The SEED School Gets New Good Food Garden
Shantella Y. Sherman | 6/11/2009, 12:03 a.m.
Students who attend the SEED School of Washington, D.C., got a respite from reading, writing and arithmetic on Wed., June 3. Instead, the preppy bunch got down in rich, black soil and planted a garden chock full of fruits and vegetables during the unveiling of their new €Good Food Garden,€ while Food Network personality and cooking expert Aida Mollenkamp and U.S. Secretary of Agriculture Tom Vilsack cheered them on.
Good Food Gardens is a charitable program created by the Food Network, Share Our Strength and Teich Garden Systems to provide educational, sustainable gardens to schools and community centers in need. The aim of the program is to educate families on the importance of incorporating fresh fruits and vegetables into their daily diets, and to inspire healthy eating habits for life.
€I love plants and this garden will give us fresh food in addition to helping the environment,€ said Mugabe Bowden, 14.
The SEED School, a public school located in Southeast, operates as a tuition-free boarding school that provides a high-performing, college-preparatory curriculum for students from underserved communities.
Charles Adams, head of School for SEED D.C., welcomed guests to the event and expressed his excitement about the partnership between the USDA and the students.
€This event today incorporates the Three Es that we strive for at the SEED School: excellence, effort, and exposure. Our seventh grade boys, who believe that they can be both cool and smart, will plant and help grow this garden. They, along with other members of their seventh grade class, will demonstrate the beauty and miracle of growth but also enable our young people to become involved with the movement for good food, healthy lives and a sustainable planet.€
Vilsack applauded the students for their efforts in wanting to grow their own food. He said it would help them €eat better and gain awareness of proper nutrition, but also allow them to become stewards of proper nutrition for their families, those in the larger D.C. area community.€
Ms. Donna "The Detention Lady" Lawson, works alongside one of the SEED pupils, Zechariah Rogers, 13 , planting canteloupe and squash plants. Photo by Shantella Sherman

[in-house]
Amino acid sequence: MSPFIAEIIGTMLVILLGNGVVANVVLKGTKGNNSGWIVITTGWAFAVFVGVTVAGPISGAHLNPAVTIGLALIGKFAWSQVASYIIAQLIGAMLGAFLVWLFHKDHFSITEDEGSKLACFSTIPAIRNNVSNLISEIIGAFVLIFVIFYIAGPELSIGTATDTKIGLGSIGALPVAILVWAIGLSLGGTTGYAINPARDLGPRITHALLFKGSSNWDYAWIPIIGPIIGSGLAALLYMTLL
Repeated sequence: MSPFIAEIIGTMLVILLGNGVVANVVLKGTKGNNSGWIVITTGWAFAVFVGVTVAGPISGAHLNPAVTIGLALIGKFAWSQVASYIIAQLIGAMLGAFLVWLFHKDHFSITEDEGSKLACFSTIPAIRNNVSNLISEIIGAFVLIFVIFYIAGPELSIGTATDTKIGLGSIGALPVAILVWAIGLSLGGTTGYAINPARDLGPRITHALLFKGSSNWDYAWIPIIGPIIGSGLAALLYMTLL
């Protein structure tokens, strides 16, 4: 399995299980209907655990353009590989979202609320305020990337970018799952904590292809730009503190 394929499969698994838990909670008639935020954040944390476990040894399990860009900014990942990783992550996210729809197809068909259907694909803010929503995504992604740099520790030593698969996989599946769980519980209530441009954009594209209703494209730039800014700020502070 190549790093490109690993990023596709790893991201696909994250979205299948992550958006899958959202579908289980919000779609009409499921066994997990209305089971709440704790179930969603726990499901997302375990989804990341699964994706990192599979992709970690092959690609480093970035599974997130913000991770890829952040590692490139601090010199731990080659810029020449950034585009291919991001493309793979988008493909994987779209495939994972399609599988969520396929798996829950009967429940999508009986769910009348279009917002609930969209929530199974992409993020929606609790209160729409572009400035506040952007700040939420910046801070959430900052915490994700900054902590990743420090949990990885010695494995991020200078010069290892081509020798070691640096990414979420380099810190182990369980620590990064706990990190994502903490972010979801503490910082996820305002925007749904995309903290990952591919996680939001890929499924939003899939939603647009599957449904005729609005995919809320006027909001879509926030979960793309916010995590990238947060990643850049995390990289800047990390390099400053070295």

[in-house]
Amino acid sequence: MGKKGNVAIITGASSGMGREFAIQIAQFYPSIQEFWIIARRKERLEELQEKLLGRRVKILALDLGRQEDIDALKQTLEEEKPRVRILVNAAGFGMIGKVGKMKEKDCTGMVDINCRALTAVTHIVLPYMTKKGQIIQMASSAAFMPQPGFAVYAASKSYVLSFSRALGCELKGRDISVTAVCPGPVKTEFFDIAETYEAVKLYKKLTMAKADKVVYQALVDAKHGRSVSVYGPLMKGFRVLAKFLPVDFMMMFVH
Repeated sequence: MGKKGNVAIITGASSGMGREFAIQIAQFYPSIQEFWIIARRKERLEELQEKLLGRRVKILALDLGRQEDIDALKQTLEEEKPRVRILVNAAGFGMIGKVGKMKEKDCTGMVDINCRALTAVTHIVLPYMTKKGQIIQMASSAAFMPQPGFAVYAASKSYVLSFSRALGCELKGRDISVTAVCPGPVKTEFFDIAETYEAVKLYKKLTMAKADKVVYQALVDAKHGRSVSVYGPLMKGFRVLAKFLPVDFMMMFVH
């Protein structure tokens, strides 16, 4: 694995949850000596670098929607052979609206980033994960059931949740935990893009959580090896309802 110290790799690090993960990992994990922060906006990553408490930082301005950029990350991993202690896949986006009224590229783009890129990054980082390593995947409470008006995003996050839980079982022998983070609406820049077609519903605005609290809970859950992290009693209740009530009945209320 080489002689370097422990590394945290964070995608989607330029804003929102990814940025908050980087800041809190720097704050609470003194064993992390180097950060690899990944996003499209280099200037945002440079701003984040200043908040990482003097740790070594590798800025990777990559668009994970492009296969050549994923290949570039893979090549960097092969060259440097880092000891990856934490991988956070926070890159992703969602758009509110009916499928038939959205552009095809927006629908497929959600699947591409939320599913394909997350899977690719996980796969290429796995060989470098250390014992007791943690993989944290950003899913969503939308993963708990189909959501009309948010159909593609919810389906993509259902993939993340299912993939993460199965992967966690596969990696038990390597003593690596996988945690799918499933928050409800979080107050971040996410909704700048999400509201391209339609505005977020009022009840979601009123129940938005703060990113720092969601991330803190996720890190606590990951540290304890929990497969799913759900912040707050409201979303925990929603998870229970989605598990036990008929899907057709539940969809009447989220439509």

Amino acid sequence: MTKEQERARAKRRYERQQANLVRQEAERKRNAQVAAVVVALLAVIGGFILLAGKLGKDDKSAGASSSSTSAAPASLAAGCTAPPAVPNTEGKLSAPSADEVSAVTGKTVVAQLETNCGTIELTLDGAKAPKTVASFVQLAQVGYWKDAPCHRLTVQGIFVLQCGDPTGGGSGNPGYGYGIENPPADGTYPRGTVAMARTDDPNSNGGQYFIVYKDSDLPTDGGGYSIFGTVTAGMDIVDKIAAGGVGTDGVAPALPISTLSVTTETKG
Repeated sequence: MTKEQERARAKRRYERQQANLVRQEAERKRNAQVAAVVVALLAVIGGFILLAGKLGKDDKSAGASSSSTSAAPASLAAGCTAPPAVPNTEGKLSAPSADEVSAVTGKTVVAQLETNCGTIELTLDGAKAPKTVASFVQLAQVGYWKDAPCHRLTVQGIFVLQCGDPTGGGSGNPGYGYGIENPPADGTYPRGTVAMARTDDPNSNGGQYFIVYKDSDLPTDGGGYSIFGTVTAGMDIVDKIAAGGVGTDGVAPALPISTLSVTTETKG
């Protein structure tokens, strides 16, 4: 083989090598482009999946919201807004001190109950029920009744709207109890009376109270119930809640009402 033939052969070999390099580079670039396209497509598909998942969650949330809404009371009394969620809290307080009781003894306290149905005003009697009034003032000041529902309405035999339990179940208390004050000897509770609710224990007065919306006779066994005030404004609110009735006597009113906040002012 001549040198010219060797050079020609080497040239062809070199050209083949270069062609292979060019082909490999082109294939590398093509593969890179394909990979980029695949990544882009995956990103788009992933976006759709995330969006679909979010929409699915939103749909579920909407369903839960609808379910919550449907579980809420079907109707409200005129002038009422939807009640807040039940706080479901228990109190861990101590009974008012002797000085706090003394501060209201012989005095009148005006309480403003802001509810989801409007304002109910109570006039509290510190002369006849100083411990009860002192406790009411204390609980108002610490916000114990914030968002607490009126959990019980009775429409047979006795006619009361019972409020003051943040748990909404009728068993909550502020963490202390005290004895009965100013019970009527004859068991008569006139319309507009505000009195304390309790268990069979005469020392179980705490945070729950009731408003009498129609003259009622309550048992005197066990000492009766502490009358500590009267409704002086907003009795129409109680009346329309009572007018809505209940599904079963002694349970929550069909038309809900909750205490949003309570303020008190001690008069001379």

€This garden stands as an example of what the USDA would like to see across the country. We believe children in underserved communities deserve a hands-on experience growing delicious, fresh fruits and vegetables,€ he said.
On April 21, President Barack Obama signed an historic bill charging the USDA with doing all in its power to expose students across the country to proper nutrition. The bill set a goal of ending childhood hunger by 2015. Vilsack said that despite economic hardships, the USDA was committed to reaching that goal.
€Due to the recession, 32 1/2 million Americans are on food stamps today, yet we have the political power in the White House, to end childhood hunger by 2015. President Obama€s first set of instructions with regard to this bill was to ensure that all young people had nutritious and good quality food. He wanted everyone to know how important you guys are to him,€ Vilsack said.
The ceremony included the actual planting of vegetable and fruit plants in the garden by seventh grade students, and a taste-test of a few items previously grown in other Good Food Gardens.
Students rolled up their sleeves, slipped their hands into their gardening gloves and got down in the rich soil to plant green, yellow and red peppers, watermelons and pineapples. Instructions were given to students on how to care for the plants and which plants should be grown alongside one another.
Imani Graham, 12, a soon-to-be food connoisseur sampled the fruits and vegetables that had been grown at another Good Food Garden. She immediately noticed the difference between fresh and canned.
€I know the food will be fresh and healthier for me so I would like being in the garden; but not the insects. I guess I could get some help with the insects,€ Graham said.
The self-contained garden was planted on the property of the SEED School and will be fully maintained by the students, whose gardening skills will become a part of their seventh grade civics and life science curricula.